I first became involved in this area when I began researching moral campaigns against ‘dangerous media’ back in the 1980s. A study of the 1950s campaign against ‘horror comics’ revealed something that has remained very important to me, that there is a gap between the official language that campaigners adopt, and their underlying motives and purposes. This study was followed by my involvement in challenging the panics over the so-called “video nasties”. That revealed to me just how big a role bad research (in that case, the ‘dodgy dossier’ produced by the so-called Parliamentary Group Video Enquiry) can play in persuading politicians and public.
Since then, I have become more involved in trying to design and carry out my own research into audiences for controversial materials – not through artificial laboratory-style experiments, but through finding ways to hear and understand the thoughts and responses of the actual audiences. These have included: gathering the recollections fo former readers of the banned 1976 British comic Action; exploring the responses of audiences to David Cronenberg’s controversial 1995 film Crash; and, most recently, getting the chance to research for the British Board of Film Classification into audience responses to watching sexual violence on screen.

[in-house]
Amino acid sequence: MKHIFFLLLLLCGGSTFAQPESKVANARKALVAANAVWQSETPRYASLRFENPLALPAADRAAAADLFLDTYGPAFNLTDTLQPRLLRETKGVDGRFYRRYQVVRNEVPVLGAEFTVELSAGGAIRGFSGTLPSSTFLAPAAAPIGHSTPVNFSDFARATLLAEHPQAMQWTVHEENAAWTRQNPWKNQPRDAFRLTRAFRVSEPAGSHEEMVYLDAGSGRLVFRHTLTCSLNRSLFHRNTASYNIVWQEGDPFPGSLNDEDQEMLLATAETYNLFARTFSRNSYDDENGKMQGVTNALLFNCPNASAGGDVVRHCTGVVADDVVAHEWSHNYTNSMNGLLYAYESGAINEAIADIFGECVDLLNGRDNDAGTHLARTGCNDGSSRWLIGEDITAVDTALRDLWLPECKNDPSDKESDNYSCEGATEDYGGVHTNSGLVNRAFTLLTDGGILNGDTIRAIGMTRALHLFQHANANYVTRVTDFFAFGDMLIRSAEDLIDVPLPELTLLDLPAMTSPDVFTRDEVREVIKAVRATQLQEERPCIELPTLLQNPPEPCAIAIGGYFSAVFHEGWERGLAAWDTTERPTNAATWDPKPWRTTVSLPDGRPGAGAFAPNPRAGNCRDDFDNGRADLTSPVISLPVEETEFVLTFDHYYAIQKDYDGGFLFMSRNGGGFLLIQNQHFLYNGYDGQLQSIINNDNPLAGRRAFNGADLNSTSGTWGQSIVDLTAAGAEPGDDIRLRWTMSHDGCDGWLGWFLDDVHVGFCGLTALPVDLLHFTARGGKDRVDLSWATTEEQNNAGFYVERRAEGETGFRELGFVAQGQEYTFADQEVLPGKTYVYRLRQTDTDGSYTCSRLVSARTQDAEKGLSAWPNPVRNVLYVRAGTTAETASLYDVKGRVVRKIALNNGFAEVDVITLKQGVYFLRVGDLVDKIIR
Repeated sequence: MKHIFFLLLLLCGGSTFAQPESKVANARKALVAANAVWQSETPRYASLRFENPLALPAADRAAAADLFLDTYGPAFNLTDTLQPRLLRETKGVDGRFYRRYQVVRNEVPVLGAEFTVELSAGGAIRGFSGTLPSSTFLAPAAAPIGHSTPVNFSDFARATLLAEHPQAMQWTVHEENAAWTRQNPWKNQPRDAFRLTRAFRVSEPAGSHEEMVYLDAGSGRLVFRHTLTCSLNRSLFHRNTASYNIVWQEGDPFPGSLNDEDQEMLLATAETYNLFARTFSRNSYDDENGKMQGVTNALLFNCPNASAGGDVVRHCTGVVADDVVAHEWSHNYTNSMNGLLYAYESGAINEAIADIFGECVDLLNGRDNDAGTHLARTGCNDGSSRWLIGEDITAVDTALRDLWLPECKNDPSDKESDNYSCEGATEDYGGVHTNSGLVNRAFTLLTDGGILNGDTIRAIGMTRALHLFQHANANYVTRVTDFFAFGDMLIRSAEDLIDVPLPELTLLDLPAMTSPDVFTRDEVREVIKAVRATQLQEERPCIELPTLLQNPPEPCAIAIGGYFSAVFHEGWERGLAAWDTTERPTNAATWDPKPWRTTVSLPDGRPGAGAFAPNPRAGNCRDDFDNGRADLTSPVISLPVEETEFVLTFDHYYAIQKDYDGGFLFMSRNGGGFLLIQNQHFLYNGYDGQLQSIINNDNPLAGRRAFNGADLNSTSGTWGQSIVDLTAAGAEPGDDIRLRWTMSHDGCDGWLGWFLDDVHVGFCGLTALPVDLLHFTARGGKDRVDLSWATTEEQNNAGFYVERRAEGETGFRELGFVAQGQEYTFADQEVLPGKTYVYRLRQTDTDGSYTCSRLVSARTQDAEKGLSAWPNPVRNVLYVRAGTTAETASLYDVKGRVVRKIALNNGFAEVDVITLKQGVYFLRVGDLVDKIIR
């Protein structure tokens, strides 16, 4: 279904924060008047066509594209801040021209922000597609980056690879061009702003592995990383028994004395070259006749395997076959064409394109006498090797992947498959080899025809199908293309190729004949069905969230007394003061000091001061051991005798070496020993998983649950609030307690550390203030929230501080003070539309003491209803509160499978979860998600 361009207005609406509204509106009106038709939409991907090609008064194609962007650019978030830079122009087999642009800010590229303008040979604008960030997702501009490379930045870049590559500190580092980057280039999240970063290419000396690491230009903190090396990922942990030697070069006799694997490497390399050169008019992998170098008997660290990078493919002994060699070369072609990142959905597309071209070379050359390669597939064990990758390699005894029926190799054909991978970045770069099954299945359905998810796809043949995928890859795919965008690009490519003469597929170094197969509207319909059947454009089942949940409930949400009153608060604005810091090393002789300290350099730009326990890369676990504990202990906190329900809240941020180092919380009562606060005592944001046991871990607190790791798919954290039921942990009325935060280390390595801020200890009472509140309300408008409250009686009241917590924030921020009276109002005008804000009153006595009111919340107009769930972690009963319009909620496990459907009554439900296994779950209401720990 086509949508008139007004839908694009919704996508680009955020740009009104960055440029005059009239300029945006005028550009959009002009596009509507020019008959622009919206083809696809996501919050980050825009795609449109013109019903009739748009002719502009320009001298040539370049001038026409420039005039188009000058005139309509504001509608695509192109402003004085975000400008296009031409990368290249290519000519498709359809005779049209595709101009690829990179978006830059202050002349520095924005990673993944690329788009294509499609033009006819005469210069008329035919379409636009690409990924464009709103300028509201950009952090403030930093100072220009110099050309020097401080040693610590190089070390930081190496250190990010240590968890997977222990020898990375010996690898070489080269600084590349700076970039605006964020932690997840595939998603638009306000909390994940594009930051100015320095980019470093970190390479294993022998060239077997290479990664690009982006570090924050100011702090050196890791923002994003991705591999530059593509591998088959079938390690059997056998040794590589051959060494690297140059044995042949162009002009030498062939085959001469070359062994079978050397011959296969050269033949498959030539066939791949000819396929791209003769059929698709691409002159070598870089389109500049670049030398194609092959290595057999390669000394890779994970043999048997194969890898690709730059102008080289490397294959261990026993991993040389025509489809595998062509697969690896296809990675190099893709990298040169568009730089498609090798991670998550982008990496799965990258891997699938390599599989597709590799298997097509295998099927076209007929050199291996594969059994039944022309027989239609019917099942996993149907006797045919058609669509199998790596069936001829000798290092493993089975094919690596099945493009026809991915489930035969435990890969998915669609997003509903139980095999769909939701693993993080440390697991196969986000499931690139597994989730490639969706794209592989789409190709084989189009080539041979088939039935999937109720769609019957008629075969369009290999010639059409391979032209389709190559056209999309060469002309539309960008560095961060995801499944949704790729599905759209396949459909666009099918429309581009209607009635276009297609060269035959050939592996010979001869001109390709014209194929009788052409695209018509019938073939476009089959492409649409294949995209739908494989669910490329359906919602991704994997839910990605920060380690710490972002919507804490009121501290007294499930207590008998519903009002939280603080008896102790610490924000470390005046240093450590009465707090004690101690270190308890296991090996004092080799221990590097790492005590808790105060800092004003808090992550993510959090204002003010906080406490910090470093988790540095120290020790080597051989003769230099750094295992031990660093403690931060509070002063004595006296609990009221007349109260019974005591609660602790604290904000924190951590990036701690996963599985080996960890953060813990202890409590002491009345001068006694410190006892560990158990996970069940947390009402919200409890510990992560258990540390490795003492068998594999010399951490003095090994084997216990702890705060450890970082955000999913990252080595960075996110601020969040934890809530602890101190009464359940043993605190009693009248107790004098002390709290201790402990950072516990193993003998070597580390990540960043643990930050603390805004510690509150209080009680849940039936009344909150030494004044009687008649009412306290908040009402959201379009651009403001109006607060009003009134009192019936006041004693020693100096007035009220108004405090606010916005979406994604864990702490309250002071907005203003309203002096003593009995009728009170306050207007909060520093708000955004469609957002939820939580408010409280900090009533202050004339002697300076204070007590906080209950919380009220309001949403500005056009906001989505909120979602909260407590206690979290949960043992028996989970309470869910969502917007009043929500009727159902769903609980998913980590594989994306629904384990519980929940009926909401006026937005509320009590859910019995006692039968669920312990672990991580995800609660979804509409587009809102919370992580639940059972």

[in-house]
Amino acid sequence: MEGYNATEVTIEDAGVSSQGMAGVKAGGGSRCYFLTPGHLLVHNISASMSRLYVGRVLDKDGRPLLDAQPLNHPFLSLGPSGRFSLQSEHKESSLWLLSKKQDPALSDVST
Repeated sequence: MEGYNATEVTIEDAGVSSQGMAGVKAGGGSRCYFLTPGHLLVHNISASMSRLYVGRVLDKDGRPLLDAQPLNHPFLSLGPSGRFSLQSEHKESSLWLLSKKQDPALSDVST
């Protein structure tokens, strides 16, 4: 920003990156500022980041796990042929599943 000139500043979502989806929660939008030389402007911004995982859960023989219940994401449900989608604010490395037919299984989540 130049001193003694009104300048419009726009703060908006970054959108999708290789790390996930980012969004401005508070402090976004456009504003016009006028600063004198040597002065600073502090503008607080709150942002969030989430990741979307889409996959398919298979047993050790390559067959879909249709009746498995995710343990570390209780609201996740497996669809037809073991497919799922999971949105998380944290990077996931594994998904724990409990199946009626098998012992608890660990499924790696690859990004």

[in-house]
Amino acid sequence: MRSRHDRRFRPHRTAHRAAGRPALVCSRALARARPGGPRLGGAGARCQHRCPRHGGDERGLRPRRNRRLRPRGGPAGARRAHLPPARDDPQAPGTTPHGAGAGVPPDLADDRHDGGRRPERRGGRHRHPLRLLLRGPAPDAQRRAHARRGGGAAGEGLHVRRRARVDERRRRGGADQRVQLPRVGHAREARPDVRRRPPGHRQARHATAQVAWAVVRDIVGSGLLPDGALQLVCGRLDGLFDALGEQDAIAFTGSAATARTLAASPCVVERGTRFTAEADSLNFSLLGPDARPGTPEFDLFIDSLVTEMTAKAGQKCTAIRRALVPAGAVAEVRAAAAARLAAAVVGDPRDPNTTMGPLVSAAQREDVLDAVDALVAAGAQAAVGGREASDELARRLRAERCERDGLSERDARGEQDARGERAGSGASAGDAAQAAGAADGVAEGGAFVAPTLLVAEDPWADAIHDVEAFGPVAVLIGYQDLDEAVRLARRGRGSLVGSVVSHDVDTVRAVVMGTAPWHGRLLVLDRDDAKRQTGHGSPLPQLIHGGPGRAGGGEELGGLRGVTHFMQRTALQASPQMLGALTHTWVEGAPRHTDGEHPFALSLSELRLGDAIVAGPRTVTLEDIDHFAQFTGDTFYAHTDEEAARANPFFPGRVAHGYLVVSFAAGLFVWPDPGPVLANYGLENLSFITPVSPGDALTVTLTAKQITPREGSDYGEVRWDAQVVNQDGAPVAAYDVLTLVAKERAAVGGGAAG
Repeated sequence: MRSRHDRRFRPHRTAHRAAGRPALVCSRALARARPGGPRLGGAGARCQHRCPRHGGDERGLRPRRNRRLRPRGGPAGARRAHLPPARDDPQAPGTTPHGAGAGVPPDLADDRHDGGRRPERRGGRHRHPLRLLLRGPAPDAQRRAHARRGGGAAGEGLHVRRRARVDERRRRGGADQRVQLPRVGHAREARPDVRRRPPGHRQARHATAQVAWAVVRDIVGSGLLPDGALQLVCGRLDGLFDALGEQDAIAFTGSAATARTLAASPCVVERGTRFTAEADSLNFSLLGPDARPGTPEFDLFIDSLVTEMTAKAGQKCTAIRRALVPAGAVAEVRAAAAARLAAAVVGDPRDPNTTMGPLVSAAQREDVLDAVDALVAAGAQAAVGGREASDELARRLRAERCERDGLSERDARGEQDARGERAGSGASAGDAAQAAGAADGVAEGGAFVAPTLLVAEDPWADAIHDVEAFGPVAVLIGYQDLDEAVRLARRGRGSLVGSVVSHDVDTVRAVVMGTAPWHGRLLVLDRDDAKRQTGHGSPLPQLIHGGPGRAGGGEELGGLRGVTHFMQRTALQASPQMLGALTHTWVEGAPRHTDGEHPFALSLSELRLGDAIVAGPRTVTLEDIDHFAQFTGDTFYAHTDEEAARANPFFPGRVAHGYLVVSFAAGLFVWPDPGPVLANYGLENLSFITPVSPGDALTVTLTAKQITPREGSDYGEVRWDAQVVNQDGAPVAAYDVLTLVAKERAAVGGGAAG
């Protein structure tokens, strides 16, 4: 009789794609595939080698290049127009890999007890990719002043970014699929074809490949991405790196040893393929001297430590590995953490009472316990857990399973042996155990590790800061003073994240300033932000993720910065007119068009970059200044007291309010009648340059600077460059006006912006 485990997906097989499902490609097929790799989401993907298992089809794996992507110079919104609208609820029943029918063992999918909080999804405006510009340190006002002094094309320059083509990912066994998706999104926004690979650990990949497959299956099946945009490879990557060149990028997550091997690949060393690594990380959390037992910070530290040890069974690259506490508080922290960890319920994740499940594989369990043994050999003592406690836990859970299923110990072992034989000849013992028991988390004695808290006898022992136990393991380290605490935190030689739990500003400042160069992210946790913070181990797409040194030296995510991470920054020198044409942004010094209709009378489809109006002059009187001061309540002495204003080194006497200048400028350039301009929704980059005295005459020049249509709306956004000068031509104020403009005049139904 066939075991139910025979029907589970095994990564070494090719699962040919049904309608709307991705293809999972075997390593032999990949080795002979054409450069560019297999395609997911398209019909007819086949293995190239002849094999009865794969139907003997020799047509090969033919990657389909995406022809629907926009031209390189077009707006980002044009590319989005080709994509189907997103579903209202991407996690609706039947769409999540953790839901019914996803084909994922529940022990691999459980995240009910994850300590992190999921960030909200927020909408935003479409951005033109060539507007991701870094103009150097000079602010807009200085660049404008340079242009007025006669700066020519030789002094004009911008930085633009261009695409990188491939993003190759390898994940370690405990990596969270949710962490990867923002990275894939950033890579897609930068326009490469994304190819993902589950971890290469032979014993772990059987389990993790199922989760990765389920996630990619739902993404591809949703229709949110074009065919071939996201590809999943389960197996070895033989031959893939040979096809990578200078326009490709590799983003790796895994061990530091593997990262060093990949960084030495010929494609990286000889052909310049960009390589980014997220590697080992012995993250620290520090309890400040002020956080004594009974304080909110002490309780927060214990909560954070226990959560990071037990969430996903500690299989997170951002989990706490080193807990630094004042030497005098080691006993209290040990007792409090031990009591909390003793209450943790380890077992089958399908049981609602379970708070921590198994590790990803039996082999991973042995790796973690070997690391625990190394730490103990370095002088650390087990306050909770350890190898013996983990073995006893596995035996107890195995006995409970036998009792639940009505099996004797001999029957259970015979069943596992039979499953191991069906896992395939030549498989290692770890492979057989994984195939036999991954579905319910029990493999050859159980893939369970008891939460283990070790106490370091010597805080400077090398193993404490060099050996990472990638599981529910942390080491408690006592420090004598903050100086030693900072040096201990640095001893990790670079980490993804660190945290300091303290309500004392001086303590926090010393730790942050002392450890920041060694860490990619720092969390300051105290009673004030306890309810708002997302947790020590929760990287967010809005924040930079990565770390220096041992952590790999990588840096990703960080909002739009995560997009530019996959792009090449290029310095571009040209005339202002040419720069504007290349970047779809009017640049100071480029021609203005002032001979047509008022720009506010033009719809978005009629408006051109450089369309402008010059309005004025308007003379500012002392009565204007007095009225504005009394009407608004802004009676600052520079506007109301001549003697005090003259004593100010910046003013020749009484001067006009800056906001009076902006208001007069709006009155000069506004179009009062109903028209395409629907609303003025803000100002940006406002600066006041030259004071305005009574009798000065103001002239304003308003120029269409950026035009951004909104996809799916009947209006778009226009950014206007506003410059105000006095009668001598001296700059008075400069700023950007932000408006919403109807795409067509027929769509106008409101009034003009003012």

More than anything, underlying my approach to this whole area are two things: (1) drawing out and questioning the claims and assumptions of moral campaigners against porn use – and that can mean questioning the very languages they use to describe porn and those who enjoy it; and (2) designing research that can give a voice to those people, in ways that can reveal patterns and connections that will hopefully have impact and be persuasive in public debates on the topic.
Martin Barker, Professor of Film and Television, University of Aberystwyth
Some key publications:
‘Audiences and Receptions for Sexual Violence on Screen’ – co-authored report to the BBFC, 2006 (available as a download from their website)
The Crash Controversy: Censorship Campaigns and Fim Reception (with Jane Arthurs and Ramaswami Harindranath, 1998)
Ill Effects: the Media-Violence Debate (with Julian Petley, 1991)
The Video Nasties: Freedom and Censorship in the Arts (1984)
A Haunt of Fears: the Strange History of the British Horror Comics Campaign (1984)